Preparation of Microfungi for Scanning Electron Microscopy

  • Garry T. Cole


The scanning electron microscope (SEM) has broad applications to fungal research but has been particularly valuable for taxonomic and developmental studies of microfungi (Moore and Grand, 1970; Cole and Behnke, 1975; Cole, 1976, 1979, 1981a; O’Donnell, 1979). As in other biological disciplines, SEM images at the outset generated widespread aesthetic appeal, as well as skepticism among investigators “who saw little application in a device the main function of which was to produce snapshots of surfaces” (Heslop-Harrison, 1979). During the early 1970s, however, such skepticism was largely put to rest with the development of high-resolution SEMs and scanning-transmission electron microscopes (STEMs) (Crewe, 1971, 1979) capable of providing structural data that previously were obtained only from thin sections and surface replicas of samples examined in the transmission electron microscope. Recognition that interaction between the incident electron beam and biological substrate yields many different signals (e. g., X-rays, backscattered electrons, cathodoluminescence) led to the development of the analytical STEM (Venables, 1976; Reimer, 1976) and a plethora of new information was made available to the researcher. The technological boom in ultrastructural instrumentation witnessed in the 1970s, however, confronted many workers with an “embarrassment of hardware” in that the “general corpus of knowledge of the time was inadequate for their full exploitation in application…” to investigations of the biological material of interest (Heslop-Harrison, 1979).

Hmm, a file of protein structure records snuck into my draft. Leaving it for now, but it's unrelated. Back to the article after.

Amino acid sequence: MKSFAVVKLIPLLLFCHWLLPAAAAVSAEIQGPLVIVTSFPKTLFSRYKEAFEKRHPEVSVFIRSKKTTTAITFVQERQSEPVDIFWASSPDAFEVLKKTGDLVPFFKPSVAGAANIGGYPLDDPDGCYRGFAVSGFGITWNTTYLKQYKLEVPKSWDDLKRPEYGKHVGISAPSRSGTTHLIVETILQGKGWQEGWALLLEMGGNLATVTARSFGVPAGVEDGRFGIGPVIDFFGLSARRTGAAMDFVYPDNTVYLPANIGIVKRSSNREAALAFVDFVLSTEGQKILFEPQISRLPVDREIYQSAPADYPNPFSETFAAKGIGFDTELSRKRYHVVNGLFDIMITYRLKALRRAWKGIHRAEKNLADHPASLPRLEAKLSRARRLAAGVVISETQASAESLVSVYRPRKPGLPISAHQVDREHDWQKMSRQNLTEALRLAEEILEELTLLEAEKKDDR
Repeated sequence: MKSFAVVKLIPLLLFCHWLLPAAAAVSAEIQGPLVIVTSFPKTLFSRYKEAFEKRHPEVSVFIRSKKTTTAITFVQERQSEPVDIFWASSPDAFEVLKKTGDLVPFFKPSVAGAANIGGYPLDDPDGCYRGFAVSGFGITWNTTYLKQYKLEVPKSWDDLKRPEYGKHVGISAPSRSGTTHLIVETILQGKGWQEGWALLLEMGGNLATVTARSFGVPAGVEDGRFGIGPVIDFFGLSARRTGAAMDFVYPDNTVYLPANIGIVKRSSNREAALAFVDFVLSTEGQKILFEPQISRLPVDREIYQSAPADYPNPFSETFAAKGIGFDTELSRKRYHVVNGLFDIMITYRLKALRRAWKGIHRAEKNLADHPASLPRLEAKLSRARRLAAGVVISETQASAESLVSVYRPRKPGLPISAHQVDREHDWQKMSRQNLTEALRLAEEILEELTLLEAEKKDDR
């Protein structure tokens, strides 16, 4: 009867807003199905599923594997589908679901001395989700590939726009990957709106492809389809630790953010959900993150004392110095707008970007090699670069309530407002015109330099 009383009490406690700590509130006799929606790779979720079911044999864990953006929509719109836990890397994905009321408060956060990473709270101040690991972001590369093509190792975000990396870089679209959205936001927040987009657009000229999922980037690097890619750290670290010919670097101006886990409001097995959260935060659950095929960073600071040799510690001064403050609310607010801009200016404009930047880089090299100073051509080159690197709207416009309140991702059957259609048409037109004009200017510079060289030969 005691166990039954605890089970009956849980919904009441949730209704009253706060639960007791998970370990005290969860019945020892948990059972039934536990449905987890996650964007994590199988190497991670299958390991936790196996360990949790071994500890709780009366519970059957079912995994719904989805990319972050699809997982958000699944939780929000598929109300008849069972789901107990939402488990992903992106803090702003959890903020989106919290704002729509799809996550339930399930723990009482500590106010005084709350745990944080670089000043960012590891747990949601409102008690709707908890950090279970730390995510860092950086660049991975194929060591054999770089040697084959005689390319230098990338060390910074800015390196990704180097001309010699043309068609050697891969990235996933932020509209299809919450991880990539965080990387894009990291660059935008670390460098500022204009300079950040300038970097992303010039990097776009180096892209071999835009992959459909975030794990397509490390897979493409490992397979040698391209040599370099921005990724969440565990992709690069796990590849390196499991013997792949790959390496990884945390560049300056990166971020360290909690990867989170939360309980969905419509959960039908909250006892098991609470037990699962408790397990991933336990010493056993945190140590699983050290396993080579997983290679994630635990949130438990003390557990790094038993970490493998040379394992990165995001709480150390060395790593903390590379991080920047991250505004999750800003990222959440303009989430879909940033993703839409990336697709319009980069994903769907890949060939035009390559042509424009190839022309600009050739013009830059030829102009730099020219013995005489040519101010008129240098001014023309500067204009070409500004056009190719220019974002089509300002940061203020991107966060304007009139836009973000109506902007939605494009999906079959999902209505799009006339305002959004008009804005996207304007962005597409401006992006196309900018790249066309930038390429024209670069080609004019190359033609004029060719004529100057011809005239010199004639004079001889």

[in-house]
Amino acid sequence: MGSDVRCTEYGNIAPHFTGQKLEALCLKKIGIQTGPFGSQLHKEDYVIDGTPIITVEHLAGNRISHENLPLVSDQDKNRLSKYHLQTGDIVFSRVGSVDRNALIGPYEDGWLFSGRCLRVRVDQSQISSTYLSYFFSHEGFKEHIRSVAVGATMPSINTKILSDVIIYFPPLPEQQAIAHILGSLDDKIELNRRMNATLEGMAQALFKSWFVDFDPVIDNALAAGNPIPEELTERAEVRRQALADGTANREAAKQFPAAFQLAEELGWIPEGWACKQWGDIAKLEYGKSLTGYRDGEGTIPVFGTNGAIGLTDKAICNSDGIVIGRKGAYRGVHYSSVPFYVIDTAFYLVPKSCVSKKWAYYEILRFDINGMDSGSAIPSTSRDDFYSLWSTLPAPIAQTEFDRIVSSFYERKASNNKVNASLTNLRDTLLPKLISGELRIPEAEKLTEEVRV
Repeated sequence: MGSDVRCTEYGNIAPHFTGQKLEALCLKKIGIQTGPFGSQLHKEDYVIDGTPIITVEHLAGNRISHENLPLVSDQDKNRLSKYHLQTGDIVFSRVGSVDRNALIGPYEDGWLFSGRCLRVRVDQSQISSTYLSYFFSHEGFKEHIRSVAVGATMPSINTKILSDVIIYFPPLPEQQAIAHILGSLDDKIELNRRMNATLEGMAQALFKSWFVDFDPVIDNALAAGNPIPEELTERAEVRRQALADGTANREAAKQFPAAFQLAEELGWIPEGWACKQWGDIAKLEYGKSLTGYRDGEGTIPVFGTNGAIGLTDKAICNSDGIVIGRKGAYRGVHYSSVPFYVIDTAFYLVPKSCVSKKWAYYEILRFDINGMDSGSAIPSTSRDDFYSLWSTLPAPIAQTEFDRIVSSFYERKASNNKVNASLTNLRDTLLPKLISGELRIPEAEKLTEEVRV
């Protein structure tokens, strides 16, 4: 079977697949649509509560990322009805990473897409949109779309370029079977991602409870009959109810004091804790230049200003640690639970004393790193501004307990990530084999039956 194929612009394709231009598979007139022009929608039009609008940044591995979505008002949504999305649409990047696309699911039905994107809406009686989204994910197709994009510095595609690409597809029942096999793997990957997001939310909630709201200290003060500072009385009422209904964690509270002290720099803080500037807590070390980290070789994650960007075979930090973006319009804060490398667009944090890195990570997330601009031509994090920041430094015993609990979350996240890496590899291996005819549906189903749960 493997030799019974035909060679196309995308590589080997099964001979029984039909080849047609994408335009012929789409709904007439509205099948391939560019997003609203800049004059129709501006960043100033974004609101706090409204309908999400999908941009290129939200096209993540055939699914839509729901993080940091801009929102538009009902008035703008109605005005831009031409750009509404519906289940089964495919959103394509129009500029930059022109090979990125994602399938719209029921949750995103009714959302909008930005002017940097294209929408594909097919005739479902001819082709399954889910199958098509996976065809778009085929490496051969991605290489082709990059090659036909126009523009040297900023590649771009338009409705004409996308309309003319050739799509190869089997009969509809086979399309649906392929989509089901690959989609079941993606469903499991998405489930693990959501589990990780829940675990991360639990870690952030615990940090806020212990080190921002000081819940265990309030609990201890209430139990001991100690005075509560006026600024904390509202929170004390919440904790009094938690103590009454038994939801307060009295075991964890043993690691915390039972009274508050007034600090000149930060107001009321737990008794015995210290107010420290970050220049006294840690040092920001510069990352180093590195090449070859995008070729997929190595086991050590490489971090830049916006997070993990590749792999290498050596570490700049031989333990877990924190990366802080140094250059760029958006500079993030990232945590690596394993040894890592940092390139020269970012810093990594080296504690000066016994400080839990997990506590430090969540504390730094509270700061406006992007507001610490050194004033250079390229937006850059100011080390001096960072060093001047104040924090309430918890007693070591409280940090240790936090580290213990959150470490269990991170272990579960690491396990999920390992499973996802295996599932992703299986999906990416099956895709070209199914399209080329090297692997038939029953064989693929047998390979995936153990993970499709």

Conidiogenous Cell Chemical Fixation Preparatory Procedure Amyl Acetate Conidial Fungus 
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Copyright information

© Plenum Press, New York 1986

Authors and Affiliations

  • Garry T. Cole
    • 1
  1. 1.Department of BotanyUniversity of TexasAustinUSA

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